• In May 2014, TSN announced three new channels: TSN3, TSN4, and TSN5. At first, people thought they would have to scavenge programming from ESPN8 to fill three whole channels. It was later discovered that in reality, TSN was manipulating its operation and structure to be an Expy of Sportsnet (see below), with the four channels primarily serving specific regions of the country (TSN1 for western Canada, TSN3 for central Canada, TSN4 for Ontario, TSN5 for Ottawa and eastern Canada) with regional (particularly regional NHL games in Ontario) or alternate programming, and TSN2 being the primary national channel. Most national events are simulcast across 1, 3, 4, and 5.
    • Réseau des Sports (RDS) is the French equivalent of TSN; launching in 1989 as a spin-off network, it started out with No Budget and was infamously dependent on mini-golf before it was finally able to procure French-language rights to actual sporting events (though said show was a Refuge in Audacity with a cult, given that its commentator cranked the ham up to eleven when someone got a hole-in-one. All the holes were par 2, though). It has since gained the Montreal Canadiens and Alouettes as its main draws, and while it does air events from outside of La belle province as well, they do much of the commentary themselves, and events simulcast from English networks are afflicted with a sports version of Reading Foreign Signs Out Loud (which has also led to the network sometimes being referred to as "Réseau des Studio")
  • Sportsnet, a regional sports network with East (the Ottawa region and anything beyond it), Ontario, West (Manitoba, Saskatchewan, Alberta), and Pacific feeds. Despite this, they often air national programming simulcast across the four feeds, which are all carried on digital cable/satellite (but subject to blackouts for certain programs). Among other things, it airs games for most of the country's NHL teams (except for Winnipeg and Ottawa, who are broadcast regionally by TSN), coverage of Canada's major junior hockey leagues, and baseball (primarily the Toronto Blue Jays, who share common ownership). It was originally founded as a consortium between CTV (the managing partner, hence the original name CTV Sportsnet), Rogers, Molson, and Fox, but is now fully owned by Rogers. Beginning in 2014, it will become the exclusive national cable broadcaster of the NHL through a long-term deal with Rogers (Sportsnet, on launch, did have national cable rights to the NHL, but not as extensive as this new deal)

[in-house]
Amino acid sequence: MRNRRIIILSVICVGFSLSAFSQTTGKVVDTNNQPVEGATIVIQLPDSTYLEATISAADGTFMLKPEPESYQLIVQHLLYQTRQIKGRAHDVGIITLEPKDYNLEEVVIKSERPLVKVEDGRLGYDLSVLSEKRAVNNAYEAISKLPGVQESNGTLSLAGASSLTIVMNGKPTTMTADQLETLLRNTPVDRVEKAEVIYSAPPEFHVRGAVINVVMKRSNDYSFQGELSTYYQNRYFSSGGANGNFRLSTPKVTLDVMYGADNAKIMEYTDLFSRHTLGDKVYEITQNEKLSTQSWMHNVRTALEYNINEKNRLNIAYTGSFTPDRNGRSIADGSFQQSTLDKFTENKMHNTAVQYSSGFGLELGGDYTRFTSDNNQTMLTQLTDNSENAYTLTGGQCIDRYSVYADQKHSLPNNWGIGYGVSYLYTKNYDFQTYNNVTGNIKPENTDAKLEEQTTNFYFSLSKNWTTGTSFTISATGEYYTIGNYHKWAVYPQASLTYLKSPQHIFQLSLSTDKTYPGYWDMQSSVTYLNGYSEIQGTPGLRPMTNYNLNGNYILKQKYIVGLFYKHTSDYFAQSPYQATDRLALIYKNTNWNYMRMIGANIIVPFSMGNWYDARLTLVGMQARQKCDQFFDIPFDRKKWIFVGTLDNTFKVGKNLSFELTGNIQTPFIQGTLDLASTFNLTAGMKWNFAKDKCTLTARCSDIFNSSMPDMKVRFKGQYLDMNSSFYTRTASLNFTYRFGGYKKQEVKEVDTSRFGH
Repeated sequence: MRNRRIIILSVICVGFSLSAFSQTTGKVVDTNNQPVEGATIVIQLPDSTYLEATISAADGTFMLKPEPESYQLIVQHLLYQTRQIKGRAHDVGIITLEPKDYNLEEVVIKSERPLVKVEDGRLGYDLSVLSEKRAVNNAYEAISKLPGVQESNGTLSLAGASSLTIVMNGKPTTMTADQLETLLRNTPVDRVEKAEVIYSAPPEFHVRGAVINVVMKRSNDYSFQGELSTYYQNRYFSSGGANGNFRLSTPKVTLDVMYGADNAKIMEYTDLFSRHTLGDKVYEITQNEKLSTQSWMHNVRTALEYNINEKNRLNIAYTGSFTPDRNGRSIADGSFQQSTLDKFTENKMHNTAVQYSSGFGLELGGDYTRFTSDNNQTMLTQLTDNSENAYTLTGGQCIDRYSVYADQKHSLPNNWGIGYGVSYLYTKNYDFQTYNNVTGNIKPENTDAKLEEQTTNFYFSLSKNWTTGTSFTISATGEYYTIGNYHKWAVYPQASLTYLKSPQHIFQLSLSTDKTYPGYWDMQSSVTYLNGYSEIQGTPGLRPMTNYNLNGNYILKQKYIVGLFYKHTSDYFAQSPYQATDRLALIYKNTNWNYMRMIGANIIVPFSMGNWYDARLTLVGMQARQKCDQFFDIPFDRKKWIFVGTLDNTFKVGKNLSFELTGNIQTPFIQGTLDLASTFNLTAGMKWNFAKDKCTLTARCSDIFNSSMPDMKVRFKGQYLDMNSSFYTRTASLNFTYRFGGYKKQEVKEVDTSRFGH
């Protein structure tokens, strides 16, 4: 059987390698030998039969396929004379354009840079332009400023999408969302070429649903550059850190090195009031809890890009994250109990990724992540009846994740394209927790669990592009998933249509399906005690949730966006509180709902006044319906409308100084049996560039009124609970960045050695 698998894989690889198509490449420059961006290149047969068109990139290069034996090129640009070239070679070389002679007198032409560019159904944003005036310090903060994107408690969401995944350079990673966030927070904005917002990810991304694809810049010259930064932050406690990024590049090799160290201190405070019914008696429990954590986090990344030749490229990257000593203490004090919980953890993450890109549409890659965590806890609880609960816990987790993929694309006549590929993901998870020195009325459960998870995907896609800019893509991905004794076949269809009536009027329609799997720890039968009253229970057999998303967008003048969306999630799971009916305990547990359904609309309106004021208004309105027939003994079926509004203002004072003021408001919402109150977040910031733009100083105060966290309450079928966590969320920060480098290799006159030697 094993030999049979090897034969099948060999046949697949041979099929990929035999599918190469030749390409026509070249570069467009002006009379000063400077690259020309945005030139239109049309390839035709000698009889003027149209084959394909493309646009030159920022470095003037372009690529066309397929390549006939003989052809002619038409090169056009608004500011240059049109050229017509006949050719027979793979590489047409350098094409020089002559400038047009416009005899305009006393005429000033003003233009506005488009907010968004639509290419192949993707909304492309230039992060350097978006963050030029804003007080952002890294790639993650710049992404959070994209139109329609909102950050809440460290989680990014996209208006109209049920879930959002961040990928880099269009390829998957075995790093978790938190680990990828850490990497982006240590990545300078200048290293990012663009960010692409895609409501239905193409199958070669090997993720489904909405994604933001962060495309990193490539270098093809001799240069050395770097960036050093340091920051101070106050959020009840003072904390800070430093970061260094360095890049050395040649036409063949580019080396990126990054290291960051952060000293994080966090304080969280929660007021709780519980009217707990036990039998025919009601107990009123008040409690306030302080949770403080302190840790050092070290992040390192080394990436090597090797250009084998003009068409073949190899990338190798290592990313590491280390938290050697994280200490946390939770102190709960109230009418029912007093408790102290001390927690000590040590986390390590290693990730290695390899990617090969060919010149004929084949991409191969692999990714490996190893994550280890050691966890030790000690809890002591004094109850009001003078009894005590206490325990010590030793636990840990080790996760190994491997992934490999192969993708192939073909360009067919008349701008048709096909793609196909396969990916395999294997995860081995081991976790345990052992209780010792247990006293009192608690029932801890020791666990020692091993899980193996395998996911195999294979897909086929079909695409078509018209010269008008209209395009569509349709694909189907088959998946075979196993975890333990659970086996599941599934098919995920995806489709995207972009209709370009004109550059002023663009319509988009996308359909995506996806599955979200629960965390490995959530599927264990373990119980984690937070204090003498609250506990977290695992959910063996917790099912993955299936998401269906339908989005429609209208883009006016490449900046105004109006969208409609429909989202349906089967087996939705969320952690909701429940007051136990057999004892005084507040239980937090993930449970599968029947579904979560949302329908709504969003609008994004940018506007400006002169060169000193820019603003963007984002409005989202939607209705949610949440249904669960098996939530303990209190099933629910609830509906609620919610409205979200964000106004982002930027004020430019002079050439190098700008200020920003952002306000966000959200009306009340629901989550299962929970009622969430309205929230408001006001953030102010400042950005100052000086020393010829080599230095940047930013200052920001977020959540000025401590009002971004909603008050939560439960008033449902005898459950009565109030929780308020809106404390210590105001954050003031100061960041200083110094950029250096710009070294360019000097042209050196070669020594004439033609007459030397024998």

• Sportsnet One, their sister national network. Also anchors a series of NHL overflow channels in case of scheduling conflicts.
    • Sportsnet World, a premium channel airing mostly foreign sports such as soccer, cricket, etc. Formally known as Setanta Sports Canada.
    • Sportsnet 360, primarily a sports news channel (similarly to ESPNews crossed with old-school ESPN2, especially in the past), although recently, actually finding sports highlights on it is only a bit easier than finding music videos on MuchMusic). Alongside highlight/analysis programs, it also airs the leftover sports not picked up by other channels, and is Canada's home for WWE, UFC, and most Canadian university sports coverage (its not as big as U.S. college football, unfortunately). The channel was formerly known as "The Score" until July 1, 2013, when its new owner Rogers re-branded it as part of the Sportsnet family. The Score lives on through its website and app, however.
  • CBC News Network and CTV News Channel, 24-hour news services (similar to CNN) run by the two major broadcast networks.
    • Réseau de l'information (otherwise known as Ici RDI), the French counterpart to CBC News Network.
  • Outdoor Life Network; used to be the Canadian version of the US equivalent (known today as NBC Sports Network), but kept something somewhat like its old format because of CRTC Executive Meddling.
  • Sun News Network, a Canadian Expy of Fox News Channel owned by Sun Media, the owners of the Toronto Sun newspaper (very similar to The Sun in London with its tabloid format and conservative editorial stances) and sister Sun newspapers in Ottawa, Winnipeg, Calgary and Edmonton (strangely, The Vancouver Sun newspaper is not owned by Sun Media and is completely unrelated). With their failures to convince federal regulators to become part of basic cable or to loosen the federal regulations against lying during news broadcasts and never consistently pulling ratings of more than 8000 viewers nationally, the channel went out of business February Friday 13th, 2015.

There are many more.